It is likely the other disk has issues as well which is causing the rebuild to fail. I would suggest the first thing to do is to try to create a disk image from the existing disk. It's best to use a cdrom or usb stick to boot knoppix or something.
Then assuming the drive is located at /dev/sda and you have space available on a different (USB mounted) drive mounted at /mnt/data run something like:
dd bs=200M conv=noerror if=/dev/sda of=/mnt/data/sda.img
I use bs=200M to speed up the copy, it will copy 200MB chunks at once, I use conv=noerror to allow dd to continue if it finds a disk error. See the dd man page for more information.
If you want to use ssh to copy the image over while it is created see: https://unix.stackexchange.com/questions/132797/how-to-dd-a-remote-disk-using-ssh-on-local-machine-and-save-to-a-local-disk
If dd is not working and throws too many errors the disk is close to being unsalvagable and you want to try ddrescue or something: https://help.ubuntu.com/community/DataRecovery#Imaging_a_damaged_device.2C_filesystem_or_drive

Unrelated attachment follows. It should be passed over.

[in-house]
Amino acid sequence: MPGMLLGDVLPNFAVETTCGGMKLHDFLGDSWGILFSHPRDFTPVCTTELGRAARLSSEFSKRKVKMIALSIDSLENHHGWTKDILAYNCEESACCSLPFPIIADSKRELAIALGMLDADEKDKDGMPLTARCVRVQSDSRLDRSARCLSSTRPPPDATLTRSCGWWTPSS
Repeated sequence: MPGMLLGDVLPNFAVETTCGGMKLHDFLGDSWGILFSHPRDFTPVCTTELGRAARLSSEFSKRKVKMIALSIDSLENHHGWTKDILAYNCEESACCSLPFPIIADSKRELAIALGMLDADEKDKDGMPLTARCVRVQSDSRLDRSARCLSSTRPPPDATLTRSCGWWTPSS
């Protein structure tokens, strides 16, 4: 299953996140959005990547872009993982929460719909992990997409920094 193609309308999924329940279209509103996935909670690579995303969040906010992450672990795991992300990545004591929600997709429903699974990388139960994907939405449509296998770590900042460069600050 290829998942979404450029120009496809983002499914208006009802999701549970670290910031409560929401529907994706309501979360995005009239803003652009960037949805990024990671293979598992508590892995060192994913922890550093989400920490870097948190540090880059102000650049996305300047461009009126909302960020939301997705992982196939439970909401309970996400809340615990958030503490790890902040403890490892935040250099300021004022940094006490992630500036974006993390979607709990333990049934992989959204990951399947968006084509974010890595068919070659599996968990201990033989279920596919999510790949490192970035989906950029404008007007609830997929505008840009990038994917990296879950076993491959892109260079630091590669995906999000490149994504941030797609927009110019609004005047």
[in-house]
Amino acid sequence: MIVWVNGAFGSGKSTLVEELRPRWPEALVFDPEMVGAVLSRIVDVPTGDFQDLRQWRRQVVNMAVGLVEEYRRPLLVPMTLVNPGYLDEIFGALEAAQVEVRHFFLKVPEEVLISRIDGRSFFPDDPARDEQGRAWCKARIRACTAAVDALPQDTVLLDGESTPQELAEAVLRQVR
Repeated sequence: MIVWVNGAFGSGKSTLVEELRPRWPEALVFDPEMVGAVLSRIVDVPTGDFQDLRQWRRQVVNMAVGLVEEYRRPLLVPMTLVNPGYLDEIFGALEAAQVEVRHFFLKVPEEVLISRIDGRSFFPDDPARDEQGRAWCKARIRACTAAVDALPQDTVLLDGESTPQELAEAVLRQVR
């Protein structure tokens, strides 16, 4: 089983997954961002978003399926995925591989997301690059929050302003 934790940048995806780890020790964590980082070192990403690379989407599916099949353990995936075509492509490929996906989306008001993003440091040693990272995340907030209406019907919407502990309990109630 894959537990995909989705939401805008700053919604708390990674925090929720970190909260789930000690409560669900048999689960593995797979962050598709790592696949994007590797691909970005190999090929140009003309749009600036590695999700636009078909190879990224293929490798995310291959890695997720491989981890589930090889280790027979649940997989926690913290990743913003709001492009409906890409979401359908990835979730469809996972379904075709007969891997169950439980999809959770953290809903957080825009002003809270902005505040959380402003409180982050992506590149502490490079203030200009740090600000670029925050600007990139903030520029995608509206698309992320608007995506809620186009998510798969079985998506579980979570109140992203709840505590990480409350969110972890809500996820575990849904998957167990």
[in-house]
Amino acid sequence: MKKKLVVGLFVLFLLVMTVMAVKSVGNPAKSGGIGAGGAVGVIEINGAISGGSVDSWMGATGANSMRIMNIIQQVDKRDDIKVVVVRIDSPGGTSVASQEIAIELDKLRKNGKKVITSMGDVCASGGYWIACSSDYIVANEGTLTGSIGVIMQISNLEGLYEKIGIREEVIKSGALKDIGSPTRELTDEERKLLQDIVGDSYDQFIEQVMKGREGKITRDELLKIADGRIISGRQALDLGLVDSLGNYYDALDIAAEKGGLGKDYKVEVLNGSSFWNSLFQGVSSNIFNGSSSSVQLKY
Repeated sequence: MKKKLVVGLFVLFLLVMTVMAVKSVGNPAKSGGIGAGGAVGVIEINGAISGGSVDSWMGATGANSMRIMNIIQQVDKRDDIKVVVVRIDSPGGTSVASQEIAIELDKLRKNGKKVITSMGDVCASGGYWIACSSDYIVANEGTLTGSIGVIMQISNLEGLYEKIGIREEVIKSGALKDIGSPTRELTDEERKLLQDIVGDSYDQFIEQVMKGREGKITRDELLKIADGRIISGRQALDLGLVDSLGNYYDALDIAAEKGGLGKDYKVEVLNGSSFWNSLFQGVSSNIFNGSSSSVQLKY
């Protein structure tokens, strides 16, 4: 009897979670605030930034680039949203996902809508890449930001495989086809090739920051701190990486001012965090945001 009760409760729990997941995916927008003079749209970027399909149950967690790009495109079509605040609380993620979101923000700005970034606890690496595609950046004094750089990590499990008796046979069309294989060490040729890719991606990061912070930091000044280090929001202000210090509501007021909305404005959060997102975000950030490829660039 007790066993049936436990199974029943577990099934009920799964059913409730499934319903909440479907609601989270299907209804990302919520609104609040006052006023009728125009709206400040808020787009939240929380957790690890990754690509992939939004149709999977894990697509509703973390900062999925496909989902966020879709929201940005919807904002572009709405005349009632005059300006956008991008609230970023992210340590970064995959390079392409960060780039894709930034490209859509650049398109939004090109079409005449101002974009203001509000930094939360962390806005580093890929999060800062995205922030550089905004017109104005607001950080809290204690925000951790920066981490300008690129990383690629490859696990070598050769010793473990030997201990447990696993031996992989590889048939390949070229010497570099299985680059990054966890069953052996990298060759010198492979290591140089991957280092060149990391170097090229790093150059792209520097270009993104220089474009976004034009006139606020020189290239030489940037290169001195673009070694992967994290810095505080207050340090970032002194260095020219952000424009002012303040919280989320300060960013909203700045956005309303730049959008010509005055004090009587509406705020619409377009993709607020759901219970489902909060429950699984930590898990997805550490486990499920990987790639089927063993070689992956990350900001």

To create a bootable disk out of that image find a disk of equal or bigger size and connect it through USB for example. Let's say the new disk is at /dev/sdd:
dd bs=200M conv=noerror if=/mnt/data/sda.img of=/dev/sdd
Once done, shut down the system and replace the existing raid disk with the new one and boot the system to see whether it boots. You may have to (re)-configure the raid controller, not sure. It may boot into read-only mode again, since the raid is still degraded.
Now insert another disk and allow the raid to rebuild. It may now finish successfully. It is possible the raid controller will see the disk as a JBOD and you will need to add it again into a raid before you can have a fully working raid1.